Animals

Couple Spot Injured Owl Hit by Car on Roadside, so They Rescue Him—And Thankful Owl Remembers, Returns

BY Epoch Inspired Staff TIMEFebruary 5, 2022 PRINT

Spotting a wild owl injured on the side of a country road near their ranch, a Georgia couple driving by knew they had to turn around.

Little did they know the encounter would form a lasting friendship with the feathered apex predator—whom they would name Ko-Ko.

“It’s not normal to see an animal just sitting on the side of the road,” said Joshua Brown, 33, a medically retired Army deep-sea diver who, with his wife, Lesdy, 27, now runs an off-the-grid cattle ranch near Augusta.

They video recorded the encounter: approaching the grounded bird that had been hit by a car, the owl staring at them helplessly. They saw blood on his beak.

Epoch Times Photo
(Courtesy of Bandita Ranch)

“If it weren’t for how in tune with nature we’ve had to be, I wouldn’t have felt so confident,” Joshua told The Epoch Times.

They were able to take him home and started building a bond of trust with him, he said, explaining how their soothing voices noticeably put Ko-Ko at ease.

Joshua knew if Ko-Ko’s wings were damaged, it would seriously impact his ability to hunt and survive in the wild. Upon inspection, they found that the wings were intact.

They tended to the wound on his beak and also suspected an injury to his hip.

Documenting their experience, the couple video recorded their interactions with Ko-Ko: Lesdy applying ointment to his beak and Joshua ever so gently wrapping him in a blanket bundle.

(Courtesy of Bandita Ranch)

Epoch Times Photo
(Courtesy of Bandita Ranch)

“Every day was honestly a brand-new experience with Ko-ko. We never really knew what to expect from him,” Joshua said.

As Ko-Ko started to recover, reinforcing that trust bond became extremely important—and more challenging—in continuing his care.

They kept talking to him and were able to approach him to pet his head, eventually coaxing him to perch on Lesdy’s jacketed arm. “The caresses and soothing tone seemed to instantly hit home for him,” said Joshua, adding that they started noticing increasing natural instincts emerge in Ko-Ko as his health improved.

“As you gain more strength and full body control, he started being more vocal and taking longer to calm down and reset,” Joshua said.

The owl started making clicks, snaps, hisses, and even growls during their interactions.

Epoch Times Photo
(Courtesy of Bandita Ranch)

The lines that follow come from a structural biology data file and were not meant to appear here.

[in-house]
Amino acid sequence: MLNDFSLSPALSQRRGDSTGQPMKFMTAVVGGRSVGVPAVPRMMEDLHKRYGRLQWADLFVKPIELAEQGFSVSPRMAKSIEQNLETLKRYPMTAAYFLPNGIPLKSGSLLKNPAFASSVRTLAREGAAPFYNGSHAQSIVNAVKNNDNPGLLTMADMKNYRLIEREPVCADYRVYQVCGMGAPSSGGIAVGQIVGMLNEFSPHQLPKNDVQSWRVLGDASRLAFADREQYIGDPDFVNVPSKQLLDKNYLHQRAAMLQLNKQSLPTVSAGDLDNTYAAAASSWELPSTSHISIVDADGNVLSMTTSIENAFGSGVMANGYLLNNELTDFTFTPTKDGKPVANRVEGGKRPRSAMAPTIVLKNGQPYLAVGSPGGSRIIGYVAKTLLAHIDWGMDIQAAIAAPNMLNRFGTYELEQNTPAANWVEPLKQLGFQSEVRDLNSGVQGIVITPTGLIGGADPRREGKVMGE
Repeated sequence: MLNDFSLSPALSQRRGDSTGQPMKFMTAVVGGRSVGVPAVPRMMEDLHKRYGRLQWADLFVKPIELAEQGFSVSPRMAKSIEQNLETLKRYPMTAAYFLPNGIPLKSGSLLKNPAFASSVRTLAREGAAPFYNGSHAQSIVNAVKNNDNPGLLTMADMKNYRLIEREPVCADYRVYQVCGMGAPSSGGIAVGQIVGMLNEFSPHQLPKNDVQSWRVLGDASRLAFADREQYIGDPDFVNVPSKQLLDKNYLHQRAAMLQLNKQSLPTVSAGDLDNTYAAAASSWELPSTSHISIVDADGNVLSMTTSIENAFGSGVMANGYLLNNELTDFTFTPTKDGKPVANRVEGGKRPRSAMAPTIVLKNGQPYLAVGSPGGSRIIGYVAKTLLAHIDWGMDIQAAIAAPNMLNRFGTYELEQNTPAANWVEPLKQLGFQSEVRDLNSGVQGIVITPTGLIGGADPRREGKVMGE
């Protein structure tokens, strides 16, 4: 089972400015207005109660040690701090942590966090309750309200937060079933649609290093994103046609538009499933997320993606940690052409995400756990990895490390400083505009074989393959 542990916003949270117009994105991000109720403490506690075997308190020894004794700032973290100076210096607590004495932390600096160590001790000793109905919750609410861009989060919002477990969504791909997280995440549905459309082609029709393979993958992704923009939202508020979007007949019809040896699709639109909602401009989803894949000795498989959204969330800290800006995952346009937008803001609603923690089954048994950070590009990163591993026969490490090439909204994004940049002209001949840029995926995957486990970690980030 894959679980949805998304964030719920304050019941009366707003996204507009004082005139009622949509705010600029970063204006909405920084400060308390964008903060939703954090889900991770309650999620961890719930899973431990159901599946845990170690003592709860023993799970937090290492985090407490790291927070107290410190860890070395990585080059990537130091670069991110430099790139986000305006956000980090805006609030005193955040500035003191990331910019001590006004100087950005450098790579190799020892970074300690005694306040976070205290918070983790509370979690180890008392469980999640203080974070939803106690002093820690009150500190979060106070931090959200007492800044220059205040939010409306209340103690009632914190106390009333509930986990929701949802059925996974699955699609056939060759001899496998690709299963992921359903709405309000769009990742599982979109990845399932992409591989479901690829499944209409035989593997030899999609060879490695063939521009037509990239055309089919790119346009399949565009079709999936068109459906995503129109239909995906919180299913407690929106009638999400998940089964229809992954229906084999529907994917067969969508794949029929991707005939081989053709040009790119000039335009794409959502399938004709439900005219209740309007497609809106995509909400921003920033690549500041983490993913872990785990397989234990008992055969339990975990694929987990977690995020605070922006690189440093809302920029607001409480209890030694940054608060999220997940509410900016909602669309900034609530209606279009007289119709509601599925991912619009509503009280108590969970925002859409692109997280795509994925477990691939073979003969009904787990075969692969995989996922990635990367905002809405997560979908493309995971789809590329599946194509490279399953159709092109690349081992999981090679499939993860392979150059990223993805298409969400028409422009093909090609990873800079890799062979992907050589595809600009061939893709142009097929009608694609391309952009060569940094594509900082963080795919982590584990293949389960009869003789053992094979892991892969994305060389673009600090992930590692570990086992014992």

“Day three of handling and feeding Ko-Ko became difficult during swaddling and [he] actually got loose,” said Joshua, adding that he “went into attack mode” while they were unwrapping him.

Thankfully, no one got hurt.

The couple redoubled their efforts to build trust with the bird—until it was finally time to try to release him, which they facilitated by building a nesting box for him. They placed it in the house first, to make him feel at ease.

The couple’s property, called Bandita Ranch, was near where they found Ko-ko by the side of the road, fortunately, so releasing him outside their home wouldn’t prove difficult for him to find his way back.

They recorded the moment of Ko-Ko’s release in front of his home setup, facing the woodline.

Epoch Times Photo
(Courtesy of Bandita Ranch)

“He melted our hearts when he flew around up to the tree where we had placed his home,” Joshua told the newspaper. That night, he stayed in that tree and watched his new terrain.

“These moments are always bittersweet,” he added. “We loved seeing him feeling better and stronger, but man was it a hard truth to face: remembering Ko-Ko is meant for the wild.”

But the owl remembered the two humans who cared for him, and the next morning, they woke to see him staring at them from the tree outside their bedroom window.

He spent the whole day perched, watching them.

“Seeing Ko-Ko progressively change and improve under our care, and then seeing him flying up to the tallest trees, was all we could have asked for,” Joshua said, adding that their journey with the owl taught them to “have the confidence to go into a scary situation.”

“And to keep trusting we’re in what I love doing most, helping and being around nature,” he added.

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Epoch Inspired staff cover stories of hope that celebrate kindness, traditions, and triumph of the human spirit, offering valuable insights into life, culture, family and community, and nature.
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